Thanks for asking - i’ll look at clarifying that in the lab and make sure i add that next time i’m revising the walkthrough video.
There’s two things that happen later on in the SPI capture.
At first, we’re loading the bootloader using simple fixed 32-bit memory-mapped accesses at low speed. When it’s time to load the kernel, we want that to happen faster, so the SoC will do a faster bulk read from the SPI flash chip. I don’t recall how fast, but i believe it reads at 25Mbps, which is faster than our logic analyzer can capture reliably. The result is partial data - sometimes we see nothing, sometimes it looks like random 1s and 0s, and sometimes (usually when we capture at a integer fraction of the actual data rate) we see strange patterns that don’t appear to make sense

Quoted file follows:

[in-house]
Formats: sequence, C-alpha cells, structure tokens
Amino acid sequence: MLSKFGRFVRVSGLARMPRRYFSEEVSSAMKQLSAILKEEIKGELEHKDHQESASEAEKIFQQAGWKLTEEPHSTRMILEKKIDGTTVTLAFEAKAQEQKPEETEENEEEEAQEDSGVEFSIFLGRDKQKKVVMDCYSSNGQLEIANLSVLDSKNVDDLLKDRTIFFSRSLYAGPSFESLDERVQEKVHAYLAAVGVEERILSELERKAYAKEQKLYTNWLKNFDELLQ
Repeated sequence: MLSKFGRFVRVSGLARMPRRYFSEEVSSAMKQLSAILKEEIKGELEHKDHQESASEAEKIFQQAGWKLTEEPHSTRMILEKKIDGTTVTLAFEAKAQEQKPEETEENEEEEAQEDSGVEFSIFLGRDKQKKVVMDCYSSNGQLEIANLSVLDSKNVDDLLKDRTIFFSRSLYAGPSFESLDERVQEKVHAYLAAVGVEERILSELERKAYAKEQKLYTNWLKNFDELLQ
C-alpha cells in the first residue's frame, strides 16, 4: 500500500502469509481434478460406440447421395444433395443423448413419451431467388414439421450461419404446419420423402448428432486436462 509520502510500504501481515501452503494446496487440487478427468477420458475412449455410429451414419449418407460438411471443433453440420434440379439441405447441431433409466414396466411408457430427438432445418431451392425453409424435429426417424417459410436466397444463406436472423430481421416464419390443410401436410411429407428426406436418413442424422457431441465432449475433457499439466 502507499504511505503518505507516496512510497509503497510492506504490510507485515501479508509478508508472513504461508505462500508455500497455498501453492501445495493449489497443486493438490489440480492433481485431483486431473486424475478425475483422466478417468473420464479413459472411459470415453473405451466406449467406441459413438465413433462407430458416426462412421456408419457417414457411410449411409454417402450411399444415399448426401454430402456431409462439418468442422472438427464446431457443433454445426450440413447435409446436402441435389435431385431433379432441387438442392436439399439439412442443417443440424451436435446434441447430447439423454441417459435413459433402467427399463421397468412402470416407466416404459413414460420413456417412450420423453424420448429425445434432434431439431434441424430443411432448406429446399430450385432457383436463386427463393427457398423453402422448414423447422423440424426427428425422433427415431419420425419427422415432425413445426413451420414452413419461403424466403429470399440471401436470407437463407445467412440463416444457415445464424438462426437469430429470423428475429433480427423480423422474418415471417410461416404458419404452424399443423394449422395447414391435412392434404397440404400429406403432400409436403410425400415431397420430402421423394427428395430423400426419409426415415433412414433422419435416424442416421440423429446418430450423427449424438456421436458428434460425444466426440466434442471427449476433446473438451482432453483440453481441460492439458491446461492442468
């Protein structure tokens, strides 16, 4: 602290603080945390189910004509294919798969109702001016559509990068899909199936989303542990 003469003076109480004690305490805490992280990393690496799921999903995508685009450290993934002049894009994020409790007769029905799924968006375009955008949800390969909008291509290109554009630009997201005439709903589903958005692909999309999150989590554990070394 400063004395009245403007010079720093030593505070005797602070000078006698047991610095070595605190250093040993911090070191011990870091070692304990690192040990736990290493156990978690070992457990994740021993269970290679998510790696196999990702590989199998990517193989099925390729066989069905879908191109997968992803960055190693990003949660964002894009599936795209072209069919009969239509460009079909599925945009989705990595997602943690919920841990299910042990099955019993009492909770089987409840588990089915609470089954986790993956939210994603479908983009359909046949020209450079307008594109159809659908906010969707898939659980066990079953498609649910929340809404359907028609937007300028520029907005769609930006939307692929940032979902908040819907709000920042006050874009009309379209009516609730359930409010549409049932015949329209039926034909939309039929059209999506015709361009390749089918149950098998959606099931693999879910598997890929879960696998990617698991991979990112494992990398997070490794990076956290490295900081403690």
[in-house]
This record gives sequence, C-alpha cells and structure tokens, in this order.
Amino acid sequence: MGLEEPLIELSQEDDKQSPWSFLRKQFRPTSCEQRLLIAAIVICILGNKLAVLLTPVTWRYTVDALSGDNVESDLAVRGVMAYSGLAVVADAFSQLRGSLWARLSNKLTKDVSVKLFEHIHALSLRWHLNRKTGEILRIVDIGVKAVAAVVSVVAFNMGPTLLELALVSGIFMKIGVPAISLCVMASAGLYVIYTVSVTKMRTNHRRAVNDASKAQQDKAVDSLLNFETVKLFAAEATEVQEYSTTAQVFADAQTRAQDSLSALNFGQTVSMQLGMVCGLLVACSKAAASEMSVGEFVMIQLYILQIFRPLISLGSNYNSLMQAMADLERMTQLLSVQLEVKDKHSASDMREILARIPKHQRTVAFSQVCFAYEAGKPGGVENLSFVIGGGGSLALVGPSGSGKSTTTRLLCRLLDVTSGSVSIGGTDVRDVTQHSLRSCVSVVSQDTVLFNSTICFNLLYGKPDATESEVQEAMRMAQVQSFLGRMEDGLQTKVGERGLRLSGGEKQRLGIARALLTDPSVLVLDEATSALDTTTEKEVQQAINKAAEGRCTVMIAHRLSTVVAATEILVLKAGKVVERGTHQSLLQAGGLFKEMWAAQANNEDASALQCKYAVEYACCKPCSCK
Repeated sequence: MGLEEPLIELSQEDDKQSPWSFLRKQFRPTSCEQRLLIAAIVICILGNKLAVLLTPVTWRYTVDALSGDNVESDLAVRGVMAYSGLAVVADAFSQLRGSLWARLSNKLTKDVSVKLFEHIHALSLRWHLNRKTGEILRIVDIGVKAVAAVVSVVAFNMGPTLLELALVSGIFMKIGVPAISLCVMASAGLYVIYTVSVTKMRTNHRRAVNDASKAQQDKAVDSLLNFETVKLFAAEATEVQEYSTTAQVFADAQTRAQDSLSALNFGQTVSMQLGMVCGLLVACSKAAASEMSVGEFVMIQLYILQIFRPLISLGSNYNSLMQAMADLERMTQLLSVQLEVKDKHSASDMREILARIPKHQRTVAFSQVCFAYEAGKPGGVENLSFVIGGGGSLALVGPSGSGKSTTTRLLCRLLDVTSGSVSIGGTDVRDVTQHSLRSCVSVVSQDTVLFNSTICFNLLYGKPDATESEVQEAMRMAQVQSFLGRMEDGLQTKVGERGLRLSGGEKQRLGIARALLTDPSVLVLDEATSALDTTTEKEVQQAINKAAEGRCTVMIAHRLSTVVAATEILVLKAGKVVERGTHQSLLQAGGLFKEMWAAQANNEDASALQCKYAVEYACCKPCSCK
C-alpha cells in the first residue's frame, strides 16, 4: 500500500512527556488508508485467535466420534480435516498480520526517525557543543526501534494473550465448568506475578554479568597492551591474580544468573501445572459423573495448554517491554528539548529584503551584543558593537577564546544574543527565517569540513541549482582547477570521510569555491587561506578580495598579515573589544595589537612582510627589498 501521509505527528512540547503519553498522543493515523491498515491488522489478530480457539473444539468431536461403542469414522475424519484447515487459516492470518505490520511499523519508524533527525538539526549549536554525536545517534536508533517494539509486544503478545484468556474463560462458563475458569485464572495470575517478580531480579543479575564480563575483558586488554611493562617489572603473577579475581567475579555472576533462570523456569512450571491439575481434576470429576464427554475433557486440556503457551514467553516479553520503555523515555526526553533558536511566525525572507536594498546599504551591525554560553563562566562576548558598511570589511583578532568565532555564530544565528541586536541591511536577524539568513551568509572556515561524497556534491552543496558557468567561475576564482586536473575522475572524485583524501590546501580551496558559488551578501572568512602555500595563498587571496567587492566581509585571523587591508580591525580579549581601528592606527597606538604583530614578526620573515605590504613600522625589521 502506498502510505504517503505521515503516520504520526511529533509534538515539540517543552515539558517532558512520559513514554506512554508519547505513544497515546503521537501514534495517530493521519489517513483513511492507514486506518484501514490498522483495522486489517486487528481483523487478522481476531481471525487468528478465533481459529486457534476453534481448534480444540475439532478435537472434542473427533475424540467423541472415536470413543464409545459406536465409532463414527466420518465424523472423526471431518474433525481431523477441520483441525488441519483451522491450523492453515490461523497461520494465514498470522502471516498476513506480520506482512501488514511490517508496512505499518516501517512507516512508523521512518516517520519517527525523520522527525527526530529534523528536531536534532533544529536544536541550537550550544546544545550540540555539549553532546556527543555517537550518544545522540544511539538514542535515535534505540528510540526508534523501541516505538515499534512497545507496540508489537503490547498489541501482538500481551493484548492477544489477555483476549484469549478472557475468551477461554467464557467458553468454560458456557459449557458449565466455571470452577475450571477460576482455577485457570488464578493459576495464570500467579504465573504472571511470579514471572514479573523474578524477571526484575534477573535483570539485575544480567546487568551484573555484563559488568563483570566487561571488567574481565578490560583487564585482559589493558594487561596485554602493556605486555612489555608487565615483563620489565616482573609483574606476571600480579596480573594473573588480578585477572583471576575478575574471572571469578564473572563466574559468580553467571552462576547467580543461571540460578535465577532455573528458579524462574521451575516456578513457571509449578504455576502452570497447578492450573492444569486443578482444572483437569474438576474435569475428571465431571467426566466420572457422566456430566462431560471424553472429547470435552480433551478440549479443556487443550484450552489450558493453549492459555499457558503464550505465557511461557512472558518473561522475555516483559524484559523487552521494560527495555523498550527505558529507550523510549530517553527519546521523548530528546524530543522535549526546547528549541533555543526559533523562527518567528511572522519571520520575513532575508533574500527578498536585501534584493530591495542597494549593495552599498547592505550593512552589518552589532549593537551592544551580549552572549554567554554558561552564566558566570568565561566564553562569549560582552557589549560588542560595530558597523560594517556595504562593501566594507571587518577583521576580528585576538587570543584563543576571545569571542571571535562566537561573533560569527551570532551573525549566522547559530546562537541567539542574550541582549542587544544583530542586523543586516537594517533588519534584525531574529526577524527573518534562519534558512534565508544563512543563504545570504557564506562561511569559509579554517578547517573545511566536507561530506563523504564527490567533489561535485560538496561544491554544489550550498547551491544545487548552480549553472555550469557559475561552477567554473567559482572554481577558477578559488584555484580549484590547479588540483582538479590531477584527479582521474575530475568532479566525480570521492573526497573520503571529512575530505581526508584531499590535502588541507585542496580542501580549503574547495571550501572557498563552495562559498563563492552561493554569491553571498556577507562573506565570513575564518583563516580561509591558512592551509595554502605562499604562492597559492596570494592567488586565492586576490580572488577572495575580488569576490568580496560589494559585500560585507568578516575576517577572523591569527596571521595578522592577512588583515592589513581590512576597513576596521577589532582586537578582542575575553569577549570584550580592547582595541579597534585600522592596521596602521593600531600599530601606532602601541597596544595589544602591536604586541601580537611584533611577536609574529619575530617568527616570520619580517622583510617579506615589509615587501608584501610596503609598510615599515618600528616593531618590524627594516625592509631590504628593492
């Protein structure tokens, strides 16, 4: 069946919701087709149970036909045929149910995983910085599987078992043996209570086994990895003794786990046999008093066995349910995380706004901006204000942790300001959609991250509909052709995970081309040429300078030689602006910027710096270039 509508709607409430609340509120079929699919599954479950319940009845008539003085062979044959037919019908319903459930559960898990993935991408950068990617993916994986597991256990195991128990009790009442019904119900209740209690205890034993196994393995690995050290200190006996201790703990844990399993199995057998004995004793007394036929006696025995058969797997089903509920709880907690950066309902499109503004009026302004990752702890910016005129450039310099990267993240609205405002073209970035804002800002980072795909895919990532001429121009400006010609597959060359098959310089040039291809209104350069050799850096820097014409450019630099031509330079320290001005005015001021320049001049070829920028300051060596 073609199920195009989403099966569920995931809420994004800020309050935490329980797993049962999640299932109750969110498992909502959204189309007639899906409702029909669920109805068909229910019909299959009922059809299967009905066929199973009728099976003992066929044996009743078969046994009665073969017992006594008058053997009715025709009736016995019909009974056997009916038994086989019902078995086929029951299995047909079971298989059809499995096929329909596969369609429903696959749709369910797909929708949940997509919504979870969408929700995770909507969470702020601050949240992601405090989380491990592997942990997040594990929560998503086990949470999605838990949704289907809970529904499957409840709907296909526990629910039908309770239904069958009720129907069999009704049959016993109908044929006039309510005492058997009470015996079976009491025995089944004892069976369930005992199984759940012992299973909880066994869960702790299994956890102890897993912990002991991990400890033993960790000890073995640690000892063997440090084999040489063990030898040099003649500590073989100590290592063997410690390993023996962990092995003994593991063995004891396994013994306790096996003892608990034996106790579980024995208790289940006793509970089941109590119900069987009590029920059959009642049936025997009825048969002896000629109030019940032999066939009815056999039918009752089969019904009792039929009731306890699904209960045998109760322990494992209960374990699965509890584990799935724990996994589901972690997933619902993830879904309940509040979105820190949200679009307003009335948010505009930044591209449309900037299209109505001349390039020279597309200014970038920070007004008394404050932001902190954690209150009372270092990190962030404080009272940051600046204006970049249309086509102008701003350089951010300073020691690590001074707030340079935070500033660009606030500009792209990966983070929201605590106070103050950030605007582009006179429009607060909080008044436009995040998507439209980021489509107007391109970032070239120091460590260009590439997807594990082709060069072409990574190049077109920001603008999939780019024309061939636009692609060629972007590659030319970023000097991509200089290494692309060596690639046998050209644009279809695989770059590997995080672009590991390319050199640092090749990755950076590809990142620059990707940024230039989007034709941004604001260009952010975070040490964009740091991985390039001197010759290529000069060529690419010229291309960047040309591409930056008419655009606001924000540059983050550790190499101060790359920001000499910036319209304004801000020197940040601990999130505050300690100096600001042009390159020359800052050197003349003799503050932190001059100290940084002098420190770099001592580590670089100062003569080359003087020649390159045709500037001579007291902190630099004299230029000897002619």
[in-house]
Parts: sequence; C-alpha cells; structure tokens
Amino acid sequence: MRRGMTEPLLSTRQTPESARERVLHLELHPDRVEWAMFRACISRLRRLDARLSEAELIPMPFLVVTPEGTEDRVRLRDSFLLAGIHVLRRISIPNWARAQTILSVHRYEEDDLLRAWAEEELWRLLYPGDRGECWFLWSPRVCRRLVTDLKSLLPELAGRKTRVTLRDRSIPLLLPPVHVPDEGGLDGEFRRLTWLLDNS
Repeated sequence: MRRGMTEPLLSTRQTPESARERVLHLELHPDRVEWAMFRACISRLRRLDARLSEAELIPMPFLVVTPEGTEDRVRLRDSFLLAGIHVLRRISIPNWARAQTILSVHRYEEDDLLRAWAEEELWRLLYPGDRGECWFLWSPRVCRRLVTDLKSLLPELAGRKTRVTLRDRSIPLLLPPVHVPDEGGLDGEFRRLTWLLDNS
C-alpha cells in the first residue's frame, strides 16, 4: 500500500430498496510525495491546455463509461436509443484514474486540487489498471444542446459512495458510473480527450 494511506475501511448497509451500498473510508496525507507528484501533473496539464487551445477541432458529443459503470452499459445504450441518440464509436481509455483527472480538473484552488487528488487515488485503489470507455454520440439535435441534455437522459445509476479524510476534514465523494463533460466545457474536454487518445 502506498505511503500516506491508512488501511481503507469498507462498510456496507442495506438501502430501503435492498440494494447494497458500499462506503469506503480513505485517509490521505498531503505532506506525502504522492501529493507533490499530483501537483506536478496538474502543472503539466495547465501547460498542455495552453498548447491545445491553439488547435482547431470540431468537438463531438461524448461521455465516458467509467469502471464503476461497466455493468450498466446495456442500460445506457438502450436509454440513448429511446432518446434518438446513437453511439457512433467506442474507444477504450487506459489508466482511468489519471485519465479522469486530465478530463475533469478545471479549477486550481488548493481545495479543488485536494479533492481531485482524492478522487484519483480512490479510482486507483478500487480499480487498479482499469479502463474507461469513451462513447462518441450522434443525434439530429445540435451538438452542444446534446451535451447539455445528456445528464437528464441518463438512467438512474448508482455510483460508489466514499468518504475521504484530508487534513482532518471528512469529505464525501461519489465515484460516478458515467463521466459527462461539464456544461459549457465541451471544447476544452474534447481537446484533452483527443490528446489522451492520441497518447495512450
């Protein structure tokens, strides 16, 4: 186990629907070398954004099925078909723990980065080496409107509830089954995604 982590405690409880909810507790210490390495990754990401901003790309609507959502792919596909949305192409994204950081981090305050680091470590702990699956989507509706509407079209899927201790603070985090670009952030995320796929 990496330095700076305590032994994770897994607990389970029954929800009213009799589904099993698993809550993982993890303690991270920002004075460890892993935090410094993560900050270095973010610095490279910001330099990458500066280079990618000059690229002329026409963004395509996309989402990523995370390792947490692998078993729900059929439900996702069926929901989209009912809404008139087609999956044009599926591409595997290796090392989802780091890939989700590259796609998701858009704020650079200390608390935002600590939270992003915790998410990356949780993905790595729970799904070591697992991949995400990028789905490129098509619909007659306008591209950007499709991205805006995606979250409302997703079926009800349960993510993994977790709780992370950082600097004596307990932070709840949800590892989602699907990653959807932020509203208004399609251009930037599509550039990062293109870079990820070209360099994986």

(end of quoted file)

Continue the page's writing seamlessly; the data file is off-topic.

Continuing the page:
Finally, the kernel loads and the system boots. Here, there’s a dedicated SPI controller driver, that turns the SPI flash chip into QSPI mode - quad spi. This uses DI, DO, WP and HOLD all as data lines, all at higher speed, to get 4x the throughput Pulseview does have a qspi decoder now, but again, we would need to sample tons of data to analyze that fully.